Women in cricket: Has The Endorsement Universe Found New Stars?

Women's Premier League has boosted the public profiles of women cricketers, enhancing their brand value and share in AdEx

by Nilanjana Basu
Published - March 14, 2023
5 minutes To Read
Women in cricket: Has The Endorsement Universe Found New Stars?

Till a few years ago there was hardly any chatter about women’s cricket but now it’s part of several conversations, thanks to the Women’s Premier League (WPL) and brands coming forth to support through endorsements and sponsorship deals.

WPL has bagged big sponsors like the TATA Group and Amul. Viacom18 has got the broadcast rights for five years at a price of Rs 951 crore, with each match valued at Rs 7.09 crore. As per reports, WPL is the second most expensive women's sports league in the world after the Women's National Basketball Association in the United States. Women’s cricket has also registered a decent audience, thanks to digital viewing formats.

We got experts to weigh in on whether this rise in brand value for women cricketers was here to stay and how brands could make the best use of these star players.

Building ‘Stars’

According to Samit Sinha, Managing Partner, Alchemist Brand Consulting, WPL is helping popularize women cricketers in India and adding to their brand value. “The launch of WPL and the hype in media will undoubtedly raise the public profiles of women cricketers, and not just for Indian women cricketers but also players in the league from other countries. I think this is a significant step for India in terms of popularising sportswomen in general, and enhancing their brand values. Their earnings from participation and brand endorsements have unfortunately been lower on an average than their male counterparts.”

Sharing more on the creation of star personas was Lloyd Mathias, Business Strategist and Angel Investor. “I think it (creation of WPL) is a very positive sign. It kind of indicates the importance of women's cricket. Therefore, in a sense, it will bring a lot of visibility to the sport and to women's cricket. And I think overall that will also get the attention of consumers, and therefore businesses and brands. So, I think it's a good step, it's going to help the cause of women's sports in general. I think it’s a good indication that women's sports is here to stay.”

Mathias cited instances of cricketers like Harmanpreet Kaur and Jemimah Rodrigues making it to the top headlines, for all the right reasons. “About 10 years back people hardly knew the names of women cricketers. Today most people can name quite a few. So, more media attention, more tournaments and more commercialization. This is going to be a big fillip to women's sports in general. And obviously, in terms of cricket, it'll create a lot more stars.”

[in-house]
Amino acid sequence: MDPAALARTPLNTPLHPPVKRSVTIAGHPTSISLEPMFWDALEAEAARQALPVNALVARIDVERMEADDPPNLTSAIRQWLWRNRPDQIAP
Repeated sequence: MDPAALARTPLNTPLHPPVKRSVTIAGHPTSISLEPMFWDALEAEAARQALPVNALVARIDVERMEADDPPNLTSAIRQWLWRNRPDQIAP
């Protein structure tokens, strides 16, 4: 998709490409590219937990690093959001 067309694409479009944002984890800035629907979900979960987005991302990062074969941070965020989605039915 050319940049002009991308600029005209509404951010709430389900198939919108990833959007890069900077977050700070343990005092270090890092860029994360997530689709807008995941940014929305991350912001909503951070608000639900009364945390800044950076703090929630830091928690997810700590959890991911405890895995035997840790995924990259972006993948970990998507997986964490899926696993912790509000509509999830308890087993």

Arshi Yasin, CEO & Co-founder of The Bridge, a publication focusing on women’s sports says WPL cricketers will soon become household names. "Cricket paves the way for other sports in our country - be it for men or women. So definitely WPL is the foundation and the first step in the growth of women in sports. It's a welcome move for a healthy and diverse sports ecosystem.”

Yasin further said that the rising popularity will attract brand endorsements and more women cricketers will now be seen in brand campaigns.”

Brand Talk

Shreya Sachdev, Head of Marketing at PUMA India, says WPL will do for women cricketers what IPL did for male players. “The brand value of the men’s IPL has jumped a staggering 318% from 2009 to 2022, and with it, that of the male cricketers who are part of the league. As a partner of Royal Challengers Bangalore men’s team, PUMA’s brand equity has received a positive boost, furthering our commitment towards driving sports culture in the country. We are confident that WPL will similarly bolster the brand value of cricketers and our association with the women’s team of RCB will undoubtedly be beneficial for our continued growth momentum as the leading sports brand in the country. WPL is a long-term investment for us and a significant extension of our objective to support women athletes across disciplines such as cricket, boxing, track and field, football and hockey.”

Another leading name in the sports endorsement world, Lakshmi Narayanan B, CMO - CEAT Limited said, "Indian cricket fans associate Strategic Time Out with CEAT. It’s been a long-standing association and we saw a huge opportunity to extend it to women’s premier league as well. Cricket is a passion for CEAT and as women’s cricket takes a larger stage within the country, we are very happy to be a part of this new paradigm which keeps us connected with our consumers."

Asked about the effect of WPL on women players’ contribution to ad expenditure, Mathias says, “I think this is a leg up, it'll always be dependent on the relevance of the sport. So, cricket is obviously important. But even in the past, we've seen when P V Sindhu won an Olympic medal, there was a surge in interest. Similarly, when Sania Mirza won grand slams and doubles, there was a big uptick for sport. I think whenever sportswomen do well, it creates a lot of noise. But a team sport like cricket getting all this attention is a very positive sign. It will surely draw the attention of businesses and brand marketers.”